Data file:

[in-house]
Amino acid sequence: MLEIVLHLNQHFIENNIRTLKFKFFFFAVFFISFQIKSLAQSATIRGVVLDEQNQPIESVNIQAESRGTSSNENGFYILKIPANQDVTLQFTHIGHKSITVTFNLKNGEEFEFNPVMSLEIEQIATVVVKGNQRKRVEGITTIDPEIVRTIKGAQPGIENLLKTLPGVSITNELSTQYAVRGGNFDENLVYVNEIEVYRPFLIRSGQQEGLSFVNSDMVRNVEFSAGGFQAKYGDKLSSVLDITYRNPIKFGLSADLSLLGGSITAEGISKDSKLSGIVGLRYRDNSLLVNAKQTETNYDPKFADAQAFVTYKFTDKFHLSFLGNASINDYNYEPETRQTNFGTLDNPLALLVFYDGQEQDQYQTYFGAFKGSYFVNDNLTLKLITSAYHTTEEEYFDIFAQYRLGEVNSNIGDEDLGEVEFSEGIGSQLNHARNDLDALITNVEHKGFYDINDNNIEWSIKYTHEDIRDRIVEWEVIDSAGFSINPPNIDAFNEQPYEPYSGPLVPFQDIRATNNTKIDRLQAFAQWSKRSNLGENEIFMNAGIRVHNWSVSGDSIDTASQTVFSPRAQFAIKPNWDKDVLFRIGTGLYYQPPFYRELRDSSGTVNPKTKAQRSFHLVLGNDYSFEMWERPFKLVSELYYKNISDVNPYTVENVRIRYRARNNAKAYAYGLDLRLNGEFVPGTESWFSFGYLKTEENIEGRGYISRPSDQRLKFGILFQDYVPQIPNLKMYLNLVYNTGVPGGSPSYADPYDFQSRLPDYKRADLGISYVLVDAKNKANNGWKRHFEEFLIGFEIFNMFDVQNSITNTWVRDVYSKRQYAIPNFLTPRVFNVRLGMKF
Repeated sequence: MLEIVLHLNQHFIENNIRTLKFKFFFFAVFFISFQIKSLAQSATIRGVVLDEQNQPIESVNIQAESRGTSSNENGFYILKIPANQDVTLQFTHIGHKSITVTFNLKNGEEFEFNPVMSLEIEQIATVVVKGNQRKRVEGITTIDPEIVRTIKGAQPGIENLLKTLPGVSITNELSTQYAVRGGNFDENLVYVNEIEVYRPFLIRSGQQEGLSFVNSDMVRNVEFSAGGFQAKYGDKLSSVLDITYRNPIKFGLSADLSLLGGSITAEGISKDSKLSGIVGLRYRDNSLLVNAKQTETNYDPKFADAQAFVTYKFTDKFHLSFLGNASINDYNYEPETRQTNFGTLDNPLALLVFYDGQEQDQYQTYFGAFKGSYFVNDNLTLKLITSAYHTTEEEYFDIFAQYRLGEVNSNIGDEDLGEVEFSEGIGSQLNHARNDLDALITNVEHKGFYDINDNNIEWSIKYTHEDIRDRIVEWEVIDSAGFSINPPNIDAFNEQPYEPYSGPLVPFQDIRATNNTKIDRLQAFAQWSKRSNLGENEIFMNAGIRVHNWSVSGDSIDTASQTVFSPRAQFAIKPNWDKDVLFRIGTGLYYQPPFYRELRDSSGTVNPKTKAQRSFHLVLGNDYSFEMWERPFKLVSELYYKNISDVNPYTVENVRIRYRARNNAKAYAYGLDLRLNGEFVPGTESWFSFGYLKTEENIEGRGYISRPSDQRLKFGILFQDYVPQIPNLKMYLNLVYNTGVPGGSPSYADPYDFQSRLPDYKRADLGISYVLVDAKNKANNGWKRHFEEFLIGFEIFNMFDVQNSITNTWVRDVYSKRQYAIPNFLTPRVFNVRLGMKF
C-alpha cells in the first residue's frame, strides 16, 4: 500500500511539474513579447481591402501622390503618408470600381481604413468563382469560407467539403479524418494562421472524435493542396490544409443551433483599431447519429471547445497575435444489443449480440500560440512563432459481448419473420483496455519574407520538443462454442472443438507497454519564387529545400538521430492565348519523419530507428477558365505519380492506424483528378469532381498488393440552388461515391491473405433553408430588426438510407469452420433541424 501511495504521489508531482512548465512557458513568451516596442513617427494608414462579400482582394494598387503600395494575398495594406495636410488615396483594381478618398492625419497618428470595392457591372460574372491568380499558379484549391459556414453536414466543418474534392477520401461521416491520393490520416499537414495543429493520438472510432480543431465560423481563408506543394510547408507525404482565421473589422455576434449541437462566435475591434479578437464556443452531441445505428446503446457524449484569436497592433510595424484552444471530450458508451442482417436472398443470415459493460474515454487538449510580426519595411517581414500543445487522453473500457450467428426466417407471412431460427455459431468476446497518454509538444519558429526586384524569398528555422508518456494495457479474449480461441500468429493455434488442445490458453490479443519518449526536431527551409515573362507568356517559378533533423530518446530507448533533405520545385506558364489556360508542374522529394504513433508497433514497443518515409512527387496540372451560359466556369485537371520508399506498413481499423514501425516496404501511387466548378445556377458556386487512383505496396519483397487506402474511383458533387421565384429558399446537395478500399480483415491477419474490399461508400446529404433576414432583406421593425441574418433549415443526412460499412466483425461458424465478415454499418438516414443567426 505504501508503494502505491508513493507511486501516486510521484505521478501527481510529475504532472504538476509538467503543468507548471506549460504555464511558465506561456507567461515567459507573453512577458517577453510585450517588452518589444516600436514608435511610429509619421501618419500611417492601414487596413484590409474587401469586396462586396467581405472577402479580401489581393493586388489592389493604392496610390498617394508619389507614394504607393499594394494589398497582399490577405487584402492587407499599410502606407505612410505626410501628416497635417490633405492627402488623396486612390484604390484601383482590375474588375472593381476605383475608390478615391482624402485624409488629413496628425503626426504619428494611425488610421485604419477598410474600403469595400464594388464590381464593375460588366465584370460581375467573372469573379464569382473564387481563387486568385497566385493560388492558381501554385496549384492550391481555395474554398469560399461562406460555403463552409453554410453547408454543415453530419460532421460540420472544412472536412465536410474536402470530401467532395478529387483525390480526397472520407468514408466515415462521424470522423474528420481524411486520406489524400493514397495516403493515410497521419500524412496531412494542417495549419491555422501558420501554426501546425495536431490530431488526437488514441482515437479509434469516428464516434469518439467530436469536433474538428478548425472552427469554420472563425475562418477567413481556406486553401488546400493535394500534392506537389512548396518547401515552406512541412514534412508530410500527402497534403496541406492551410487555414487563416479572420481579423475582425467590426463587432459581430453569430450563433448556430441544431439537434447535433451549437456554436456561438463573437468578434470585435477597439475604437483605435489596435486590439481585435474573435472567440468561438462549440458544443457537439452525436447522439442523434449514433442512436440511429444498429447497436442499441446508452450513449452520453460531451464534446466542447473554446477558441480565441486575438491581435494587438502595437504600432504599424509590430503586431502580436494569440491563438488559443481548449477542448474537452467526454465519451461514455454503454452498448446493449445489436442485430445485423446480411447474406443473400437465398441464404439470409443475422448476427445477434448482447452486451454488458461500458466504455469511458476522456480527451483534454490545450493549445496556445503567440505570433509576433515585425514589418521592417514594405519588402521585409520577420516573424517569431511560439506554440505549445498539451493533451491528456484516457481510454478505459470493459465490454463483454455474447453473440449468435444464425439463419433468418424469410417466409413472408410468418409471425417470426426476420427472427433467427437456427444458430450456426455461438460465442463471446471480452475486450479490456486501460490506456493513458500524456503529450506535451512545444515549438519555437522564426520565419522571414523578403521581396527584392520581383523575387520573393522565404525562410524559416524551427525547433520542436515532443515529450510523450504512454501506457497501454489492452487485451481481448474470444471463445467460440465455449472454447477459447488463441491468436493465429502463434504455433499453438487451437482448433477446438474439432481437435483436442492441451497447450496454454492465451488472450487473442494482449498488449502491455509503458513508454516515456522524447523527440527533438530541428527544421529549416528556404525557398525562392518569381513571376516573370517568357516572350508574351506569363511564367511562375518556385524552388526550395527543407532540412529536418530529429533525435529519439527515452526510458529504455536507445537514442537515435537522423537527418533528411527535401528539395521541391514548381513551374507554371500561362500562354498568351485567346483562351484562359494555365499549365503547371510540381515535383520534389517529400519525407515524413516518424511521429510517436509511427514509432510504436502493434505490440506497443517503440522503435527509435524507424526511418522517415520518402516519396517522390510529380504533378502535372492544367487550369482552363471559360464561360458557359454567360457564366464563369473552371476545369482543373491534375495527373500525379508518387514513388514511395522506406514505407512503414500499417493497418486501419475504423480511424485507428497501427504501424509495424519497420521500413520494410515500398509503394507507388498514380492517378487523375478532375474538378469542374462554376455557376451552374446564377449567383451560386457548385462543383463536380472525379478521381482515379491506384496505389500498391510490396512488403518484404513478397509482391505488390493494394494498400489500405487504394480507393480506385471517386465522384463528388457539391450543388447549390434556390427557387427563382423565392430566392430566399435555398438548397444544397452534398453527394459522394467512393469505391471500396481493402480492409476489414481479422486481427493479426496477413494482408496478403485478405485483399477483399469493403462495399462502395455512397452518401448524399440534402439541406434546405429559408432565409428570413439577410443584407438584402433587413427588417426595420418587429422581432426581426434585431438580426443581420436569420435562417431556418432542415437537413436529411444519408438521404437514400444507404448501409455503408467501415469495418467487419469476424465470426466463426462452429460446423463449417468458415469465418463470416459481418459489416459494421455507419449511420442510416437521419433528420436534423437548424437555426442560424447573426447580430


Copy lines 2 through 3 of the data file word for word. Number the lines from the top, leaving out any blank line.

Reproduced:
Amino acid sequence: MLEIVLHLNQHFIENNIRTLKFKFFFFAVFFISFQIKSLAQSATIRGVVLDEQNQPIESVNIQAESRGTSSNENGFYILKIPANQDVTLQFTHIGHKSITVTFNLKNGEEFEFNPVMSLEIEQIATVVVKGNQRKRVEGITTIDPEIVRTIKGAQPGIENLLKTLPGVSITNELSTQYAVRGGNFDENLVYVNEIEVYRPFLIRSGQQEGLSFVNSDMVRNVEFSAGGFQAKYGDKLSSVLDITYRNPIKFGLSADLSLLGGSITAEGISKDSKLSGIVGLRYRDNSLLVNAKQTETNYDPKFADAQAFVTYKFTDKFHLSFLGNASINDYNYEPETRQTNFGTLDNPLALLVFYDGQEQDQYQTYFGAFKGSYFVNDNLTLKLITSAYHTTEEEYFDIFAQYRLGEVNSNIGDEDLGEVEFSEGIGSQLNHARNDLDALITNVEHKGFYDINDNNIEWSIKYTHEDIRDRIVEWEVIDSAGFSINPPNIDAFNEQPYEPYSGPLVPFQDIRATNNTKIDRLQAFAQWSKRSNLGENEIFMNAGIRVHNWSVSGDSIDTASQTVFSPRAQFAIKPNWDKDVLFRIGTGLYYQPPFYRELRDSSGTVNPKTKAQRSFHLVLGNDYSFEMWERPFKLVSELYYKNISDVNPYTVENVRIRYRARNNAKAYAYGLDLRLNGEFVPGTESWFSFGYLKTEENIEGRGYISRPSDQRLKFGILFQDYVPQIPNLKMYLNLVYNTGVPGGSPSYADPYDFQSRLPDYKRADLGISYVLVDAKNKANNGWKRHFEEFLIGFEIFNMFDVQNSITNTWVRDVYSKRQYAIPNFLTPRVFNVRLGMKF
Repeated sequence: MLEIVLHLNQHFIENNIRTLKFKFFFFAVFFISFQIKSLAQSATIRGVVLDEQNQPIESVNIQAESRGTSSNENGFYILKIPANQDVTLQFTHIGHKSITVTFNLKNGEEFEFNPVMSLEIEQIATVVVKGNQRKRVEGITTIDPEIVRTIKGAQPGIENLLKTLPGVSITNELSTQYAVRGGNFDENLVYVNEIEVYRPFLIRSGQQEGLSFVNSDMVRNVEFSAGGFQAKYGDKLSSVLDITYRNPIKFGLSADLSLLGGSITAEGISKDSKLSGIVGLRYRDNSLLVNAKQTETNYDPKFADAQAFVTYKFTDKFHLSFLGNASINDYNYEPETRQTNFGTLDNPLALLVFYDGQEQDQYQTYFGAFKGSYFVNDNLTLKLITSAYHTTEEEYFDIFAQYRLGEVNSNIGDEDLGEVEFSEGIGSQLNHARNDLDALITNVEHKGFYDINDNNIEWSIKYTHEDIRDRIVEWEVIDSAGFSINPPNIDAFNEQPYEPYSGPLVPFQDIRATNNTKIDRLQAFAQWSKRSNLGENEIFMNAGIRVHNWSVSGDSIDTASQTVFSPRAQFAIKPNWDKDVLFRIGTGLYYQPPFYRELRDSSGTVNPKTKAQRSFHLVLGNDYSFEMWERPFKLVSELYYKNISDVNPYTVENVRIRYRARNNAKAYAYGLDLRLNGEFVPGTESWFSFGYLKTEENIEGRGYISRPSDQRLKFGILFQDYVPQIPNLKMYLNLVYNTGVPGGSPSYADPYDFQSRLPDYKRADLGISYVLVDAKNKANNGWKRHFEEFLIGFEIFNMFDVQNSITNTWVRDVYSKRQYAIPNFLTPRVFNVRLGMKF